In some ways, parenting is easy. We know that we shouldn’t give our kids cake for dinner. We know that we shouldn’t let them run with scissors. We know we should always make sure they feel loved and secure.
In other ways, however, being a parent is a bit trickier. We don’t always know how to navigate around the (well-meaning) advice from loved ones, internet forums, doctors etc. Perhaps one of the most difficult jobs for parents today is knowing how to guide children as they explore a world rich in technology and connected access.
I’m the mother to an active toddler and just before he was born, I remember being in a restaurant and seeing a child who couldn’t have been older than 3, heavily immersed in a game he was playing on a cellphone. This image stayed with me. I proceeded to write an emotive post on social media where I waxed lyrical about a lost era of childhood. My friends commented on the post in agreement, one of them even declared that their children would spend all their free time climbing trees.
What I should post now is a follow-up status update, written about how the very cellphone I was lamenting about, is my son’s sole tool for communicating with his father who lives more than a thousand kilometers away from us.
I still have a mental picture of that child playing with a cellphone and I wonder if it would be possible to look at that image from another lens. Will it excite us to see how quickly our young children learn to use the latest technology? What if we shift our thinking around technology being either inherently bad or good? After all it is the quality of the screen time that’s most important. Are kids passively sitting in a zombie mode or engaged and interacting with people and the world around them
Technology can be a positive force in children’s lives. Here are a few ways caregivers can facilitate a healthy relationship between kids and tech.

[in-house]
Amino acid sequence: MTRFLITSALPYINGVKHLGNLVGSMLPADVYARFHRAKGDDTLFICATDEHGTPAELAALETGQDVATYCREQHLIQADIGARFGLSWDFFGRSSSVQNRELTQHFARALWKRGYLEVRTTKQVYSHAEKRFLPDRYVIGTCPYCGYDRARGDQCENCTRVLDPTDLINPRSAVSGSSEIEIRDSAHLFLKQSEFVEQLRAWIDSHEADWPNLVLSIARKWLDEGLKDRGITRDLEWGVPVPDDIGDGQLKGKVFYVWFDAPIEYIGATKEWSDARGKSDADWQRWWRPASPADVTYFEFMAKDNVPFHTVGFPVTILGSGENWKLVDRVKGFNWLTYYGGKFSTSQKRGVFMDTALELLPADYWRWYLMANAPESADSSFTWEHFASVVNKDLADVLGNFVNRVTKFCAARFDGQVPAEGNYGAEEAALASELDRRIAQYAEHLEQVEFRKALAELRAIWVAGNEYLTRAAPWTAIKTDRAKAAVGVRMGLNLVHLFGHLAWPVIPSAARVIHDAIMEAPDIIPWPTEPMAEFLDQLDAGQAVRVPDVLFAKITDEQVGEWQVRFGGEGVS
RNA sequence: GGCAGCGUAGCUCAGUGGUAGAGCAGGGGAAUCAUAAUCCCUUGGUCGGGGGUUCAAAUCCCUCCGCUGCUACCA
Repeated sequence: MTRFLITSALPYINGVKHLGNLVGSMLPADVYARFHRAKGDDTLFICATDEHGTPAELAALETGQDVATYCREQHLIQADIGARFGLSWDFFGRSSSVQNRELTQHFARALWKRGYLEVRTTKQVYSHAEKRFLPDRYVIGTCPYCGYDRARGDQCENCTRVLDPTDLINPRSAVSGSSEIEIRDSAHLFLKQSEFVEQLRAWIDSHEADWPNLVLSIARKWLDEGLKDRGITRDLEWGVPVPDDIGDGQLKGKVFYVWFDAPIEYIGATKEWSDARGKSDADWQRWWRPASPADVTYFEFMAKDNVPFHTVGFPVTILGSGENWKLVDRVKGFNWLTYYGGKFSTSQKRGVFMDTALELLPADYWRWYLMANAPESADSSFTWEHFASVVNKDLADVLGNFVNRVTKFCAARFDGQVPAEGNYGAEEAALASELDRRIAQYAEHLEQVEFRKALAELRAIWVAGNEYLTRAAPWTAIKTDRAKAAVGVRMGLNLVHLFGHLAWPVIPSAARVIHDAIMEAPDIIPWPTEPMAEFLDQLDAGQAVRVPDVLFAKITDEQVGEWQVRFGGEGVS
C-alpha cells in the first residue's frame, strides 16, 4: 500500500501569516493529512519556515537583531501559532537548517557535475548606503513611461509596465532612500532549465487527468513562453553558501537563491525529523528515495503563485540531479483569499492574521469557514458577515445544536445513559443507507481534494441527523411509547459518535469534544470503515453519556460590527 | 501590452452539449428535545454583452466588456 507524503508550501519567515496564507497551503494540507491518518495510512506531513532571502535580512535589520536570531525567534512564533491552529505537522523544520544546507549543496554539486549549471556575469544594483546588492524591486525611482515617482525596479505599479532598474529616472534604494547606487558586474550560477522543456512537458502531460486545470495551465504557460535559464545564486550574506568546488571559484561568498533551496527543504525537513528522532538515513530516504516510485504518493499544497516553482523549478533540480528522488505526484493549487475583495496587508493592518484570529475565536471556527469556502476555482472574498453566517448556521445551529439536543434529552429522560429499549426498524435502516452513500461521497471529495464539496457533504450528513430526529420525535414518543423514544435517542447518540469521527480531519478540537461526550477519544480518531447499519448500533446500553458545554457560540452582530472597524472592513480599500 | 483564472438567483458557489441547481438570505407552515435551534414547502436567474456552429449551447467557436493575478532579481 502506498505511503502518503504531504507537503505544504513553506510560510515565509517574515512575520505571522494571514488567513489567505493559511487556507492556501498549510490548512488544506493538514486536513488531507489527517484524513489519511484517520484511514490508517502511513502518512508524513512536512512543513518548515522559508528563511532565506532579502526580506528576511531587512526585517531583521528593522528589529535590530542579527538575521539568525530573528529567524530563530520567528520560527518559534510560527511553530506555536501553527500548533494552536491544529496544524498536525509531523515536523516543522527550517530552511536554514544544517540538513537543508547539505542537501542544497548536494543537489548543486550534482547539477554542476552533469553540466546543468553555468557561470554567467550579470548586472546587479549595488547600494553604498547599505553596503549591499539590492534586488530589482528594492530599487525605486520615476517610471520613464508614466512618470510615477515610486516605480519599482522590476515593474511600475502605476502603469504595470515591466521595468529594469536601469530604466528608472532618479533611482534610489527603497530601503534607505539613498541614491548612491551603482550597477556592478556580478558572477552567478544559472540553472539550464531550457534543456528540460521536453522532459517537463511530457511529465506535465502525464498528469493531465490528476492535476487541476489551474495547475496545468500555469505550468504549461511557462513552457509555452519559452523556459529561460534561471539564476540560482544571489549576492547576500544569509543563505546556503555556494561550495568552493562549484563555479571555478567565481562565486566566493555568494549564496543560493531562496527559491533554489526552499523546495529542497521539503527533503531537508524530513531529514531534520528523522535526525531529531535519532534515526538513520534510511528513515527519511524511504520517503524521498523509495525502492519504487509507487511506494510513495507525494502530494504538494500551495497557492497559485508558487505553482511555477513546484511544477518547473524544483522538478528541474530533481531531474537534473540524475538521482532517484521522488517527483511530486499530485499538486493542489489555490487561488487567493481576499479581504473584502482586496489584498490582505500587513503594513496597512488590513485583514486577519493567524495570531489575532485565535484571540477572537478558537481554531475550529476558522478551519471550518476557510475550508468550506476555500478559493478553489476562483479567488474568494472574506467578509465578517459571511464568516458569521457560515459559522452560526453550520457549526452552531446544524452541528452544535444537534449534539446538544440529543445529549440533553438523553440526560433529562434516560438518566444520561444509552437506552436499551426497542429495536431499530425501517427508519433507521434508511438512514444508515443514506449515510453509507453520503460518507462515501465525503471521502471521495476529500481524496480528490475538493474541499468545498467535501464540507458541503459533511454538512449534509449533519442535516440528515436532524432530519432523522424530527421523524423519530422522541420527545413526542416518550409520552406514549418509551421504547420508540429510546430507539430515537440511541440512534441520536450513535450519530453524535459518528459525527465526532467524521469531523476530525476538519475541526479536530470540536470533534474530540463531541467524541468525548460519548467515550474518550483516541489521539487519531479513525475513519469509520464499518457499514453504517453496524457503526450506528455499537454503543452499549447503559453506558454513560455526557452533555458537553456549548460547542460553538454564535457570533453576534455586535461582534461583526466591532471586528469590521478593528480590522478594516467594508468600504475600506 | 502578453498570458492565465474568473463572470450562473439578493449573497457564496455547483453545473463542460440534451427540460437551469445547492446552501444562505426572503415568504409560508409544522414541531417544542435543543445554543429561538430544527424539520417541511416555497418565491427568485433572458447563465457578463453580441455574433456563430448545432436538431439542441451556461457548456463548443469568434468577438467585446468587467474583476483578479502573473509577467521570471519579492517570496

Engaging educational apps
More than 80 000 apps are labelled as educational in the Apple and Android app stores. Any developer can label their app as being educational, making navigating through the pool of available apps a bit tricky. My tips regarding that are; steer clear of apps that keep children’s attention through passive activities like repetitive swiping. Rather look for apps that require mental effort and depend on the child’s active participation. It’s important that apps encourage interaction via discussion or conversation. One of Innovation Edge’s investments CareUp offers a mobile app solution that is designed to improve early literacy through mobile messaging, audio files and interctive activities.
Content That Appeals To The “4 Cs”
Using a term coined by Common Sense Media, the 4 Cs (connection, critical thinking, context, and creativity) should be taken into consideration when striving to make the most of the time your child spends with the screen. Does the tech your child is engaging with provide an experience they can connect with and learn from? For older children, does it require critical thought that digs deeper and challenges them to think about new ways of solving problems? Does it help your child understand how technology fits into the larger world – for example, are there problems faced within a video game that can be related to real life, does it stimulate creativity?
Lead by example
It’s important to keep a balance between engagement in the digital and real world. Set a good example by prioritising social and family time, and making time to play or talk with children. No high tech app or device can replace in-person interactions with a child. Back and forth communication, playing peek-a-boo, banging on pots and pans, is an important part of early learning. More than 90% of brain development happens before the age of 5, simple interactions are brilliant ways of facilitating early learning and brain growth.
About the Author
Nadanababalwa Hermanus joined Innovation Edge in April 2018, bringing journalistic roots and a passion to the organization’s work of investing in young lives. Nada sees storytelling as the binding thread in her career. She is responsible for supporting the development and implementation of marketing and communications plans that contribute to achieving Innovation Edge’s strategic goals. She is also responsible for executing the following communication efforts: social media, web maintenance, and events organization. Her professional experience includes working in Broadcast Media, working with start-ups and non-profits. She holds a National Diploma in Journalism from Nelson Mandela University.